In 2014, California’s tax credit and incentive landscape changed significantly. As of 12/31/13, the state’s lucrative Enterprise Zone Program officially ended. The Enterprise Zone Program offered several tax credits, incentives and deductions for California businesses and financial institutions (note that benefits for the multi-year EZ Hiring Credit will continue to accrue for several years, and unused credits generated from the EZ program can be carried forward). In replacing the EZ program, legislators indicated that they wanted more focus on credits that would create economic growth and jobs within the state beyond enterprise zones. They also wanted to remedy some perceived abuses with the EZ program. We worked with the program for many years, and while it wasn’t perfect, it certainly benefited many of the state’s disadvantaged communities. Cynics of the legislative process in California (author included) might say these changes were purely political. As you will see from our discussion of the new employment credit below, this is NOT a program meant to spur widespread hiring in California via usable tax credits as it is too restrictive to provide benefits to a broad tax base.
The New Employment Credit
The money that was previously allocated towards the EZ program is now being redirected toward three new incentive programs – the Manufacturers’ Sales and Use Tax Exemption, the California Competes Tax Credit, and the New Employment Credit. Theoretically, the New Employment Credit replaces the previous EZ Hiring Credit. The New Employment Credit is for qualified employers who hire qualified full-time employees on or after January 1, 2014.
It presents itself as a very beneficial tax credit. Below is a breakdown of the benefits:
- Max Credit Amount: $56,000 per employee over a five year period (assuming an employee works 2,000 hours a year)
- Credit Amount: 35% per year
- Credit is based on wages above $13.50/hour and up to $31.50/hour (however, only wages within this range are qualified, so the credit base may actually be very small)
Who are Qualified Employers and Employees?
While the data above sounds good, in order to be considered a qualified employer and hiring qualified employees a long list of criteria must be met. And in our brief experience with this program as yet, it is VERY difficult for employees to qualify such that the credit provides significant value.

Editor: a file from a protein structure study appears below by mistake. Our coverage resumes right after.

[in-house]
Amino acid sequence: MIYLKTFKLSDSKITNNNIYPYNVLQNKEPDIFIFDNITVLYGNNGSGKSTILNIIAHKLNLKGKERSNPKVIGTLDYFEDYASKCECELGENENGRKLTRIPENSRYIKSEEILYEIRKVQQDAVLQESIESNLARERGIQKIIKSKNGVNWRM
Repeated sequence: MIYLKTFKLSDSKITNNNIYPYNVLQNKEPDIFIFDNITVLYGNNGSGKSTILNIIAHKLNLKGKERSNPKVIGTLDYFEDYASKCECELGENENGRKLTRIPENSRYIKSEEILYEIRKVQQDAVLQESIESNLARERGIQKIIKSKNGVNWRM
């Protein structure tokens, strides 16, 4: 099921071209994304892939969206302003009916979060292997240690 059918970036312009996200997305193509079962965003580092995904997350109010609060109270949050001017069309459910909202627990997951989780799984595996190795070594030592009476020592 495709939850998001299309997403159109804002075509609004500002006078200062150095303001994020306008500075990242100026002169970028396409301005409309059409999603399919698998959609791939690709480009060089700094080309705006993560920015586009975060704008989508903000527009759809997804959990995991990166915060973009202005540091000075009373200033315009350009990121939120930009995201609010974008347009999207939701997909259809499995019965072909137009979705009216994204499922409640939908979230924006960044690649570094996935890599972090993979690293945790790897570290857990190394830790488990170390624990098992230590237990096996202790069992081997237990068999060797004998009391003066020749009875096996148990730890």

Businesses wishing to utilize this credit cannot be engaged in temporary help services, retail trades, and those primarily in food services, which excludes a significant number of employers that were previously eligible for the EZ program. There is an exclusion for these otherwise disqualified businesses if they are considered a “small business,” meaning their gross receipts from the production of business income is less than $2 million. The employer must submit a Tentative Credit Reservation, for purposes of computing the credit, within 30 days of reporting the new hire to the EDD’s New Employee Registry. Further, this credit is only for those businesses located within a designated geographic area (DGA). DGA’s consist of the following:
- Regions that have the highest unemployment and highest poverty rates
- Former Enterprise Zones (excluding regions within the zones that have low unemployment and poverty levels)
- Former Local Agency Military Base Recovery Areas (LAMBRA)
Qualified employees must perform 50% of their services for the employer in the DGA. They must also receive starting wages that exceed 150% of the state minimum wage and work at least 35 hours. In addition, a qualified employee must meet one of the following five conditions, and be able to provide substantiating documentation to his/her employer:
- Unemployed for the six months immediately preceding hire
- Veteran separated from the U.S. Air Force in the preceding 12 months
- Recipient of the Earned Income Tax Credit in the previous taxable year
- Ex-offender convicted of a felony
- Current recipient of CalWORKS or general assistance in accordance with the applicable sections of the Welfare and Institutions Code
Once these criteria are met, a business can claim the credit only if they create a net increase in the amount of jobs over a base year. Thus, qualification for the New Employment Credit is extensive and far more complex than for the EZ Hiring Credit. We expect that the amount of companies that can take advantage of this credit will be significantly lower than the number that used the EZ Hiring Credit, and again, putting on our cynic hat, we believe that that is exactly what the legislature and Governor had in mind in creating this credit. That said, for a few select companies that have the right fact pattern and the willingness to jump through administrative hoops, this can be a beneficial credit. If your company is significantly expanding its workforce in areas that are now classified as DGAs, give us a call to perform an analysis on your fact pattern.